In Michael Dalton’s 1618 handbook for Justices of the Peace, The Country Justice, he included a section on witchcraft, noting that although various types of witchcraft were classified as felonies, it could be hard to convict a woman charged with witchcraft, simply because these “cruel, revengeful and bloody” creatures carried out “works of darkness”.
This meant that there was not always direct evidence of their crimes, with no witnesses present when they invocated, entertained, or fed evil spirits; or when they used “charm or sorcery” to harm any other person.
This meant, effectively, that anyone could – and did – accuse women of committing acts of witchcraft despite a lack of evidence. This was a serious issue, as the punishment for witchcraft, under common law, was to be burned.
So what should the humble magistrate do in such cases?
Dalton had made observations from the Pendle witch trials six years earlier, together with advice from another guide written to aid those serving on grand juries. On the basis of these, he noted that witches had ‘familiars’ – such as cats, rats, toads and so on – who they named and met with. They also might have teats. These two facts might be enough to convict women as having made a ‘league with the devil’.
Witches might also have clay figures of those they wanted to bewitch. So far, so stereotypical.
But Dalton also noted that one might suspect a neighbour of being a witch if she was heard cursing – and then, later, something untoward occurred. In such a way, pretty much any woman in a bad temper could be accused – and in this way, ‘unfeminine’ behaviour could be punished.
This echoed the fact that witchcraft could be charged against a woman purely if a neighbour suspected her of being a witch, and so reported her. Witchcraft was related not only to theories of how a female should behave, but to concepts of neighbourliness and community. This clearly suggested a society that looked out for ‘different’ behaviour on the part of neighbours.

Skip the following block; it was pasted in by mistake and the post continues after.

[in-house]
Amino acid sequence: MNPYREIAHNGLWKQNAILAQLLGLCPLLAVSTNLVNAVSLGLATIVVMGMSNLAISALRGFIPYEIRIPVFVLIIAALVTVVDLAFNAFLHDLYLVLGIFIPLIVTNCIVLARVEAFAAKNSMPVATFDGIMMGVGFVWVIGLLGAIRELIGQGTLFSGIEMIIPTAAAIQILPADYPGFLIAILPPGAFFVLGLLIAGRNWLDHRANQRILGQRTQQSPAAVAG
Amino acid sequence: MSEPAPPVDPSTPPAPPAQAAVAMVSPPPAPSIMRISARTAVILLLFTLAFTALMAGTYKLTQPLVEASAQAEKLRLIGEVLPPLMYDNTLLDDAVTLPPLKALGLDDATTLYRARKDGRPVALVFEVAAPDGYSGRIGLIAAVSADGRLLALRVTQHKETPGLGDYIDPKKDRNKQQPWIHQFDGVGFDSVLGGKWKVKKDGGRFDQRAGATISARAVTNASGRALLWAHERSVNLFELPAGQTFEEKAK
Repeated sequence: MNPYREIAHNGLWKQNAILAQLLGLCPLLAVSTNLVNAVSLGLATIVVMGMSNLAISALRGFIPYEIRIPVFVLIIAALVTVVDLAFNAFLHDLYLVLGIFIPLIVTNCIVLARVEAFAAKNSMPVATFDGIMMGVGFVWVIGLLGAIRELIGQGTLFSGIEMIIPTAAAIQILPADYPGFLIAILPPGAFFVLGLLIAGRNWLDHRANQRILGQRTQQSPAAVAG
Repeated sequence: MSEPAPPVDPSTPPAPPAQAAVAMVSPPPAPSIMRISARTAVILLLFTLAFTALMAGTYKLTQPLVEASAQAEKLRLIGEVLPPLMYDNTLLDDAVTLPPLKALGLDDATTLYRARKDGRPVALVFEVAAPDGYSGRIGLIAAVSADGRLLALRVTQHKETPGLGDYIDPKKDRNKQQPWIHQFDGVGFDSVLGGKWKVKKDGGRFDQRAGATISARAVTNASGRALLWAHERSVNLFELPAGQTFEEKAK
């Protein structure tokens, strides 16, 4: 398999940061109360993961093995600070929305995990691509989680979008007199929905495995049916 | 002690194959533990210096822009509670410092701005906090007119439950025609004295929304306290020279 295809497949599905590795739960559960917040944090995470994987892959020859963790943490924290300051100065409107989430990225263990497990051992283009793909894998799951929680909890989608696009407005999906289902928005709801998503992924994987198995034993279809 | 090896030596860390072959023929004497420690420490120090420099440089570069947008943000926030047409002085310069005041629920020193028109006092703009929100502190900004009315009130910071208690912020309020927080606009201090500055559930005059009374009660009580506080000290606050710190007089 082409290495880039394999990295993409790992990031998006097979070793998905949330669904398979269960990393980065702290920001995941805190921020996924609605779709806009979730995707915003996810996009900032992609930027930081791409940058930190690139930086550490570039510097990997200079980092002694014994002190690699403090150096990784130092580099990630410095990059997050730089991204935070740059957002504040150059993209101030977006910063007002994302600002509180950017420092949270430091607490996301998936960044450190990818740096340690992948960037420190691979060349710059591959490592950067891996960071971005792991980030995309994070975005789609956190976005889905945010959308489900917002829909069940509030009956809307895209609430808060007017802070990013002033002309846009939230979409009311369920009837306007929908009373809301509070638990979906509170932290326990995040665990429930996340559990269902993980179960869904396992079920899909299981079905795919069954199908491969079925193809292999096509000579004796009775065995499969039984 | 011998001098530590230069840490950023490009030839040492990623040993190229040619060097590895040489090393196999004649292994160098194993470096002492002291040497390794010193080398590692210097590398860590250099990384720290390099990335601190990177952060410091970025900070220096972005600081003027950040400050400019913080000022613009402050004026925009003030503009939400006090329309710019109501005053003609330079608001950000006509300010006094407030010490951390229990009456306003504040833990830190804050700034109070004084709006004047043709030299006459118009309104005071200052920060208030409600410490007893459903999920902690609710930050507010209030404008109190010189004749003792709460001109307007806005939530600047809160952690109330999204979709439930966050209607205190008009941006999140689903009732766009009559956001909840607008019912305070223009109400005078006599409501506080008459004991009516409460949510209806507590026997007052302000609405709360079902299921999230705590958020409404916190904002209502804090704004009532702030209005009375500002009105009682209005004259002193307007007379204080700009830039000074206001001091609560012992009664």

And it was not just neighbours who were advised to watch out for signs of witchcraft. The suspected witch’s children, Dalton suggested, should be called as witnesses to state whether their parent had shown evidence of having a ‘familiar’, cursing, having teats, or of threatening harm on anyone. Dalton implied that the Pendle witch trials had provided a legal precedent for children to provide proof of a parent’s witchcraft.
Writing in the early seventeenth century, Dalton clearly echoed the beliefs of many in his society. This was a practical man, dealing with the law and its application; yet he still clearly believed in the concept of witchcraft. He desired the ‘riddance’ of witches, and did not express incredulity over the ‘proofs’ of witchcraft that were allowed to be heard before the magistrate.
In fact, his main concern was to record a conviction of witchcraft, noting that ‘there must good care be had, as well in their examinations taken by the Justices, as also in the drawing of their Indictments’.
In this spirit, he suggested that any indictment must record that the witch had invocated, consulted, employed, fed, or rewarded a spirit; or that they had harmed or killed a person. It was not enough simply to indict them for ‘being a witch’.
This warning did not represent a concern about women being convicted as witches; magistrates were warned to be very specific with all the indictments they produced, as otherwise they could be challenged or dismissed at a later date – even for minor, some would say trivial, details.
It was not witchcraft that Dalton disagreed with, but with how that witchcraft was described – little comfort to those charged with the crime.
Taken from Michael Dalton, The Country Justice (1618, rpt 1746, edited by William Nelson), pp.513-516